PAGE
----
Friday, July 11, 2008

Supply and Demands

Abdalla Salem El-Badri, left, the OPEC secretary general, met in April with President Mahmoud Ahmadinejad of Iran. (Morteza Nikoubazl/Reuters)

The head of the Organization of Petroleum Exporting Countries warned Thursday that oil prices would see an "unlimited" increase in the case of a military conflict involving Iran…

"We really cannot replace Iran 's production - it's not feasible to replace it," Abdalla Salem El-Badri, the OPEC secretary general, said during an interview.
—James Kanter, IHT
Gasoline is just under $5.00 a gallon in some parts of the United States and you’re probably driving less, I know I am, do you still believe in the theory of supply side economics?

I’m thinking that current gasoline prices have very little to do with the supply of oil and a lot to do with demands made by oil producing Nations. (see here)

OPEC pumps about 40% of the world oil supply which seems to make them feel that they are entitled to make demands on the world! Its supply side economics gone jihad, here’s why I say that.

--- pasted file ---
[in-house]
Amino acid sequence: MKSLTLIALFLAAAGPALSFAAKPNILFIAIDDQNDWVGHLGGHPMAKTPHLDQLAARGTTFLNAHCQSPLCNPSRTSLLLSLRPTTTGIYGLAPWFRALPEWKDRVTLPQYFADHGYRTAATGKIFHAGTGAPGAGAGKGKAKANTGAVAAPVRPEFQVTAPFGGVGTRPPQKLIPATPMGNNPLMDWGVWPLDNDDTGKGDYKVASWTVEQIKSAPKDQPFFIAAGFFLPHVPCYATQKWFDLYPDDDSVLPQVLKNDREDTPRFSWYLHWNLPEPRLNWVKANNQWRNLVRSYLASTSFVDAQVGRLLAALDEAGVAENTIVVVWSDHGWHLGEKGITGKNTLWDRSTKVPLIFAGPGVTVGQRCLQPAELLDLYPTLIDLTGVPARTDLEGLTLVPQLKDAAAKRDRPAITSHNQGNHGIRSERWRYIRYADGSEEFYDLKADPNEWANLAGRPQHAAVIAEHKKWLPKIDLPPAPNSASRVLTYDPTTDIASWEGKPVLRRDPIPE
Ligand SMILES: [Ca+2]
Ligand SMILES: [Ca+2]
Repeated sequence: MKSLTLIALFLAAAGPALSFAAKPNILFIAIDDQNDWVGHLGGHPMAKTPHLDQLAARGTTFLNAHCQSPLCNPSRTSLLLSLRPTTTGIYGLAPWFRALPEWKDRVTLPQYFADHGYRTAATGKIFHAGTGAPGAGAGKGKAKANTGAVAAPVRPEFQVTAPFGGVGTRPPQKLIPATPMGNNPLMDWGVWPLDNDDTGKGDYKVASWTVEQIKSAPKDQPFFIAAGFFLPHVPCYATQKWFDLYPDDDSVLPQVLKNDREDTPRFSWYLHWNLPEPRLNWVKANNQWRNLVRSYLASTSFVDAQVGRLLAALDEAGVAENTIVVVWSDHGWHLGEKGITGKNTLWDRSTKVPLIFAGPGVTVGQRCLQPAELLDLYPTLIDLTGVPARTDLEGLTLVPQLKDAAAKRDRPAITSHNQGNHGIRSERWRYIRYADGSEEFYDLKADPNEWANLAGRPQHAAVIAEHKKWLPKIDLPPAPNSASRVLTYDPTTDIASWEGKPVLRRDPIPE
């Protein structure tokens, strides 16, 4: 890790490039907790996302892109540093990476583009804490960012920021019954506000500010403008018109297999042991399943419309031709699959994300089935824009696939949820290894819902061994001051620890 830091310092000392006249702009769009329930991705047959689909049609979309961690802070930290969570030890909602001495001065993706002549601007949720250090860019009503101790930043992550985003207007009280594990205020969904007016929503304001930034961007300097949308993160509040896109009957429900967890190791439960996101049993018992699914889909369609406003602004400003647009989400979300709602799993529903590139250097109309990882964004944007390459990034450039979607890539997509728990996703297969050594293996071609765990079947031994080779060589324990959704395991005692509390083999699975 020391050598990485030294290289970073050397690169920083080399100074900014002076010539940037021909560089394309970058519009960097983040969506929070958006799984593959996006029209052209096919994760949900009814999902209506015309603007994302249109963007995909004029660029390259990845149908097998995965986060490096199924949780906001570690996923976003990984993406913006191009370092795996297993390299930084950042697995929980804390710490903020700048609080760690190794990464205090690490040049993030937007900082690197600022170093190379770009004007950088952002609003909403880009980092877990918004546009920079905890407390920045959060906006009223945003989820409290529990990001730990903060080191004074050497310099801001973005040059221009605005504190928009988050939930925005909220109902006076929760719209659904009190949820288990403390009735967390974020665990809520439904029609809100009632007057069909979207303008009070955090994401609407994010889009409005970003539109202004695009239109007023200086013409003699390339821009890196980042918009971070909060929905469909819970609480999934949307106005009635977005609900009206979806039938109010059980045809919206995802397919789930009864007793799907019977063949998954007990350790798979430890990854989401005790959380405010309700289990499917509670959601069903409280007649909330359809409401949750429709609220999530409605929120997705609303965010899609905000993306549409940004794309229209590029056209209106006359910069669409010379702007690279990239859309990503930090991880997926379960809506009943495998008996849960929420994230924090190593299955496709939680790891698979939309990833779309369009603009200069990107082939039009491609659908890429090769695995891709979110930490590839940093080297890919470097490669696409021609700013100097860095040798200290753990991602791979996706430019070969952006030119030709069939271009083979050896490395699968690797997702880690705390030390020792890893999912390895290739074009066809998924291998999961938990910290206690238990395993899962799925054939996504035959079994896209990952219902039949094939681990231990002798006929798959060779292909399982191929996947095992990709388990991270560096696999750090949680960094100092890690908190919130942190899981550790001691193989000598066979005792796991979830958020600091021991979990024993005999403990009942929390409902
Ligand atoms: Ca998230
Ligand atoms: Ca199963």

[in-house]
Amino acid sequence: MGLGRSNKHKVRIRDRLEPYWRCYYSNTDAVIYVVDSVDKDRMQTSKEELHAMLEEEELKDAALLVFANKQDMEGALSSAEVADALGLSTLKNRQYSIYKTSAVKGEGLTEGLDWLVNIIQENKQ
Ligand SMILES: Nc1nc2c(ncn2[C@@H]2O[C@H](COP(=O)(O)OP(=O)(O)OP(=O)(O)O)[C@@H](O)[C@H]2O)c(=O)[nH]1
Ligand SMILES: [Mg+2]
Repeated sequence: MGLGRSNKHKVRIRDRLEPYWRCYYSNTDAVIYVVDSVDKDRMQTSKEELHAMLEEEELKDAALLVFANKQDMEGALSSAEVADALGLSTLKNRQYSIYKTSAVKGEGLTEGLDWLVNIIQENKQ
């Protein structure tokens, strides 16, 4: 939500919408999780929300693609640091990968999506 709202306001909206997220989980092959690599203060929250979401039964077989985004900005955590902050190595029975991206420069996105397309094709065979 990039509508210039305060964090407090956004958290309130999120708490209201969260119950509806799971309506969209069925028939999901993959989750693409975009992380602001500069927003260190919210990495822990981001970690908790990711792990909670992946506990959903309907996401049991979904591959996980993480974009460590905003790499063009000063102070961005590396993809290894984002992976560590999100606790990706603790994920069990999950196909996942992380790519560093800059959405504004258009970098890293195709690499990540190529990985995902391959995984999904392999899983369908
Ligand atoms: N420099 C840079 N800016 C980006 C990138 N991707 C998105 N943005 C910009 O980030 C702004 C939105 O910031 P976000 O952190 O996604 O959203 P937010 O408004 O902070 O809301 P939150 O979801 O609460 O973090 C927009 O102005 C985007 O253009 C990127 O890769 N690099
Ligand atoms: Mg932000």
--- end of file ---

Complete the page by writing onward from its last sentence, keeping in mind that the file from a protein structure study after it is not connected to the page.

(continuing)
OPEC just pronounced that if there is any attack on Iran gas prices would raise precipitously without any restraint. This somewhat oblique warning seems to test just were the balance of world power resides. Given that there has been no equal warning or restraint demanded on Iran’s calls for Israel’s destruction by President of Iran Mahmoud Ahmadinejad.

No longer should there be any doubt as to who is in control of the world. Oil is the life’s blood of the world and in a not so veiled threat OPEC has declared its protection of Iran and demands that those who threaten Iran back off.

So it would seem that it is OPEC that is controlling the price of oil in world markets and equally it would seem that they are at fault for the high gasoline prices in consumer nations, but not so says OPEC.

OPEC has been saying, as early as 2007 that increased oil supply will not bring the price of gasoline down. OPEC says there are causes for high gas prices other than supply and demand.